The best method to restore lost jawbone tissue is through bone grafting. During the procedure, your dentist or oral surgeon can replace lost bone tissue with grafting material. Over a couple of months, the bone graft material blends into your body. Then, it becomes strong, normal tissue, reestablishing the jaw bone density. Furthermore, a bone graft can utilize your own bone, donor’s bone, or manufactured grafting bone material.


How to Prevent Jawbone Loss

By doing an early action, you can prevent the need for bone grafts and other expensive treatments later on. Here are some treatment options accessible to help prevent your jawbone from deteriorating.


Dental Implants

Dental implant surgery is the most effective way to replace a missing tooth. The implant is the titanium post that mimics the qualities of a natural tooth root and gives essential stimulation to your jawbone. By stimulating the encompassing tissue, the implants urge your brain to deliver resources to the jaw and keep up with the strength and stability of your jaw.


Socket Preservation Grafts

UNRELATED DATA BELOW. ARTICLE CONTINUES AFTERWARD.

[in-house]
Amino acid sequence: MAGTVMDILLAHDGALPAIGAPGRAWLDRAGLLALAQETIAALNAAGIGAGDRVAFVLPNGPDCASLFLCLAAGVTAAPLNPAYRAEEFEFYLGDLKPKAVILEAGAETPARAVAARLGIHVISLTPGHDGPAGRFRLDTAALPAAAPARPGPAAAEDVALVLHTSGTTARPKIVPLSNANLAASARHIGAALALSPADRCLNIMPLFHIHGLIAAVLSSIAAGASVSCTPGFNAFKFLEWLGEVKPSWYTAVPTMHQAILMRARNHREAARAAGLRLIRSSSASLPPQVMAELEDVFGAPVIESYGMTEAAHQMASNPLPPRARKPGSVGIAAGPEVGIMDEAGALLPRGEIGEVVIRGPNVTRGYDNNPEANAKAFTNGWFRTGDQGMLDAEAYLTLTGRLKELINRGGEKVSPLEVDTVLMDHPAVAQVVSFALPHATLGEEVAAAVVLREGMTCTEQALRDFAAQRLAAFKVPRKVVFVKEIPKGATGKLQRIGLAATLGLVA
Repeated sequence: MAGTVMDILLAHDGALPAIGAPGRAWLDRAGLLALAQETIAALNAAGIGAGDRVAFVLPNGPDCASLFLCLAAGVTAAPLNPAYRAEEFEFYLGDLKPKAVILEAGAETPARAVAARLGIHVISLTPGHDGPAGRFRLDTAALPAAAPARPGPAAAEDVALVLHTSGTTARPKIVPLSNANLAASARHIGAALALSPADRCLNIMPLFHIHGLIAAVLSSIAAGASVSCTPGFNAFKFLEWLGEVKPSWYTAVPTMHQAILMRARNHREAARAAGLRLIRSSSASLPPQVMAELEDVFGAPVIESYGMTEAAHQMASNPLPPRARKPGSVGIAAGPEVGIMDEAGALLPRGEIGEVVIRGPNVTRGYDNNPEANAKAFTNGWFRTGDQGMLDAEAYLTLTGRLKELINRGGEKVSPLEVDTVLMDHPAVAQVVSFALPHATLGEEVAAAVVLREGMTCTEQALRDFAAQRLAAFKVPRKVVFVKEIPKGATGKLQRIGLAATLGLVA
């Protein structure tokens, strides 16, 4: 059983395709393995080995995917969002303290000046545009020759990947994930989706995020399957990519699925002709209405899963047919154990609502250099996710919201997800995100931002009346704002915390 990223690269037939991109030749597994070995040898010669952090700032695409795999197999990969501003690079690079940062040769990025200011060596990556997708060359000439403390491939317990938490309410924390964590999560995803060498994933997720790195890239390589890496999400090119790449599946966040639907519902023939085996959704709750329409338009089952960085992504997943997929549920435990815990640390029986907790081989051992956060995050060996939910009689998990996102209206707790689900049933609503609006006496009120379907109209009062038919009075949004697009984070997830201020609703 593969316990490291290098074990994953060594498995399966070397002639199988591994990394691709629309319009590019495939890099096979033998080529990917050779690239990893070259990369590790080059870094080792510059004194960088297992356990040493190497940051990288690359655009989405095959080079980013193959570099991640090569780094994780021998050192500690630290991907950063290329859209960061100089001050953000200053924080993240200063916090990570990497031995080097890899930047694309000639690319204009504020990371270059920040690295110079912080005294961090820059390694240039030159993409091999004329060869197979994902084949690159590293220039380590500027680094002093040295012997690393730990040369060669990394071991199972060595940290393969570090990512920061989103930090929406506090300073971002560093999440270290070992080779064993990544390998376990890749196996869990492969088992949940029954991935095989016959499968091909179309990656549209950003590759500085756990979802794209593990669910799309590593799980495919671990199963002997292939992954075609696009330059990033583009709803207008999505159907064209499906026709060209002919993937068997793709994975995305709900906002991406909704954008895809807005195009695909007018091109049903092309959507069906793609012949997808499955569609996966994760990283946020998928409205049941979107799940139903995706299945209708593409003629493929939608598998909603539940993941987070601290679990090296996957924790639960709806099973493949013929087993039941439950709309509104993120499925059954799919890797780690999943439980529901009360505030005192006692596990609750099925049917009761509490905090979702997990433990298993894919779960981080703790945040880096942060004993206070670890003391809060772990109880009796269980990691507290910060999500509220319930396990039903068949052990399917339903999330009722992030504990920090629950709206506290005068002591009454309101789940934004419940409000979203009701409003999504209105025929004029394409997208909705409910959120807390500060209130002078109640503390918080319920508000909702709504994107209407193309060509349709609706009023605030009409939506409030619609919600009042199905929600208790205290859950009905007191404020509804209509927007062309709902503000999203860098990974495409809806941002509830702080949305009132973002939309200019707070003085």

A socket preservation graft can help prevent tissue loss in the extraction site. This technique is ideal for patients who undergo a tooth extraction and do not qualify for immediate dental implant bone loss in jawsurgery. Most of the time, the procedure will be performed simultaneously as an extraction.

If you want to know more about other possible treatments, ask your family dentist for other options. They can help you create the best treatment plan for your condition.


Lifestyles Changes

Similarly, as with some other bone in your body, your jaw requires some nutrients. Bones need calcium, protein, vitamin D, and phosphorus, and other essential nutrients.

Eating a healthy balanced diet and a lot of whole vegetables and fruits can improve bone health. So suppose you are not getting the necessary nutrients from your food. Then you can ask your doctor for the proper daily supplements for you.

Moreover, smoking and using any tobacco products can put your bone health in danger. Abstaining from smoking and keeping a healthy lifestyle can protect and enhance your overall health and the health of your jaw.



TMJ disorders.

Periodontal (Gum) Disease.

Socket Preservation.